Some time passes by and the man does whatever he pleases, being sure to avoid stepping on the ducks now considering what happened to his friend. Then suddenly, the man is approached by an angel who is with the most beautiful women he has ever seen and the angel handcuffs her to him. He asks, “what did I do to be handcuffed next to you” ? She replies, “I don’t know what you did, but I stepped on the ducks”…

Relationship to Subject:

The subject said they learned this story from their ex partner and claimed that this was the first story type joke they heard so they still remember it. It was told in the format of a story. The subject enjoyed the joke because of the shock factor it envoked and I had a similar appreciation for the fact that the ending was not expected.

Analysis:

The joke was enjoyable because of the shocking ending as well as the fact that it seems to equalize both sexes. One group begins judging, but that same group ends the story being judged, meaning there is a little bit for everybody.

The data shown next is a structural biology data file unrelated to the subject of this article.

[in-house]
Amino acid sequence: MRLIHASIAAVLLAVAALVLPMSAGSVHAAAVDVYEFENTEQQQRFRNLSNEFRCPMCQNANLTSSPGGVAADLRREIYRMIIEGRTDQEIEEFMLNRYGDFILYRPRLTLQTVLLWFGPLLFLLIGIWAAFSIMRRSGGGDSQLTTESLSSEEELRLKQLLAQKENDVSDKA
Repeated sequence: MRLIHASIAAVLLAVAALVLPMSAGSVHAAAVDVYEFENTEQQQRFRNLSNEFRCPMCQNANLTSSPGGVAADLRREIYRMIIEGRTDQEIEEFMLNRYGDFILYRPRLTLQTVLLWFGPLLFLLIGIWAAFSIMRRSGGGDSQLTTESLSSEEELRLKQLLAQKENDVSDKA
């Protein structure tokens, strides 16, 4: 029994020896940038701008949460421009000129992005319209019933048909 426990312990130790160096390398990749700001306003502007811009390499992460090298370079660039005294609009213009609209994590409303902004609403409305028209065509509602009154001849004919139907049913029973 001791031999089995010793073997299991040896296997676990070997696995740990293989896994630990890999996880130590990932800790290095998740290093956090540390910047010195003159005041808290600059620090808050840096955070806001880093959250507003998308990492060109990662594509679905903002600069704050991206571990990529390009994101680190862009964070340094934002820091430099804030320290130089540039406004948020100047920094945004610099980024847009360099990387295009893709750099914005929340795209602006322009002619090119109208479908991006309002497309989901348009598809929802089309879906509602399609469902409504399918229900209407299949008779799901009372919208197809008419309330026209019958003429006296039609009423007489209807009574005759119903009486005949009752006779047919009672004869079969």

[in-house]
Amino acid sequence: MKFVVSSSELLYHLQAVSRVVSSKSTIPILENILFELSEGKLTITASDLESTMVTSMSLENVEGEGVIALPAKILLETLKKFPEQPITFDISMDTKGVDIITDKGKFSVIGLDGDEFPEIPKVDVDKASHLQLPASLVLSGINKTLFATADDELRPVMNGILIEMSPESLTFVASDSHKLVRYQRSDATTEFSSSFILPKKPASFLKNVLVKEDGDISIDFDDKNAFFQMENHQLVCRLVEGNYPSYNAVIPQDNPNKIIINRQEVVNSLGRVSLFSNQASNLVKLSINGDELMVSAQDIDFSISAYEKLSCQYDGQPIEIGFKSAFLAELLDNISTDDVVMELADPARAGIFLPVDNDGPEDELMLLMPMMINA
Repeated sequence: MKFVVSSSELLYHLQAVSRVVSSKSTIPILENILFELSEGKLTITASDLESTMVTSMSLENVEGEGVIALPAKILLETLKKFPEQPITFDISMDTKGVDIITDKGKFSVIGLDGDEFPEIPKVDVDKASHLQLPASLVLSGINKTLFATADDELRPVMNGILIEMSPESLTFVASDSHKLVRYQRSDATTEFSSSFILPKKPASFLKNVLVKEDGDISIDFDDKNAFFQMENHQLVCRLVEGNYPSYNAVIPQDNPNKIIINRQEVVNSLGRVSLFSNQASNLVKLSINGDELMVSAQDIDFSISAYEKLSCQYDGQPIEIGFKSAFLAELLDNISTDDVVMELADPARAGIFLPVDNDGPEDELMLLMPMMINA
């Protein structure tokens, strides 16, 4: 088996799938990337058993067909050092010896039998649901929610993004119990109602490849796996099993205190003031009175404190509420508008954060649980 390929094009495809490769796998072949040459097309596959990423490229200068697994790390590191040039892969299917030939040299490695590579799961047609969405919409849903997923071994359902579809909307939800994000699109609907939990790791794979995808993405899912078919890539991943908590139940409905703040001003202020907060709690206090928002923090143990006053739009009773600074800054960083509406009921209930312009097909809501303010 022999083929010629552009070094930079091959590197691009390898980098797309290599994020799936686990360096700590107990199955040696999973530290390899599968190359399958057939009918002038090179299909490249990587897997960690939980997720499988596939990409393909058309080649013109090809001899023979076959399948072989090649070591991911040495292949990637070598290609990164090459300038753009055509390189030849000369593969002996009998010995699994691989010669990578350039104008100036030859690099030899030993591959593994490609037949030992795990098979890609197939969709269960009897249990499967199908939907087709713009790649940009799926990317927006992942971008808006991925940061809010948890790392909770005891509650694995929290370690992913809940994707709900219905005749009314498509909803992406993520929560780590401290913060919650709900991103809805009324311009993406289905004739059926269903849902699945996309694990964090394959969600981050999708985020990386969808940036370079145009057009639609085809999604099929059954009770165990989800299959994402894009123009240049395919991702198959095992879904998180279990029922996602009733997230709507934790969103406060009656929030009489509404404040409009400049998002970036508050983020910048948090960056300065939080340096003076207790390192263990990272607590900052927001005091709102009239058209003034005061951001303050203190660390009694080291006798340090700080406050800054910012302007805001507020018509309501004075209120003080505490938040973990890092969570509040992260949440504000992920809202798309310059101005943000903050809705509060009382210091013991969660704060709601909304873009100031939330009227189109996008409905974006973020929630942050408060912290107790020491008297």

Pennies from Heaven

Context: Pennies are a form of American currency equaling 1 cent. Their low value makes them adaptable since people are generally not worried about conserving them. because of this, pennies have also become a common object of folklore-ish discussion.

Background Information: Informant’s grandmother died young, and the informant’s mother and father died when informant was in their twenties. Informant and Informants family are/were Christian and very relationally close to one another. The loss of their family has been very difficult for informant.

Informant: “My mother used to tell me that when my grandmother- her mother- died, that she would send pennies to her as kisses from heaven. Whenever we saw a penny on the side of the street, she would tell me grandma had sent it. When my own mom died, I went to the funeral, and I had paid a parking meter. When I came back to my car, the meter had broken and all these pennies littered the ground. I just bawled and bawled and bawled. Completely broke down crying.”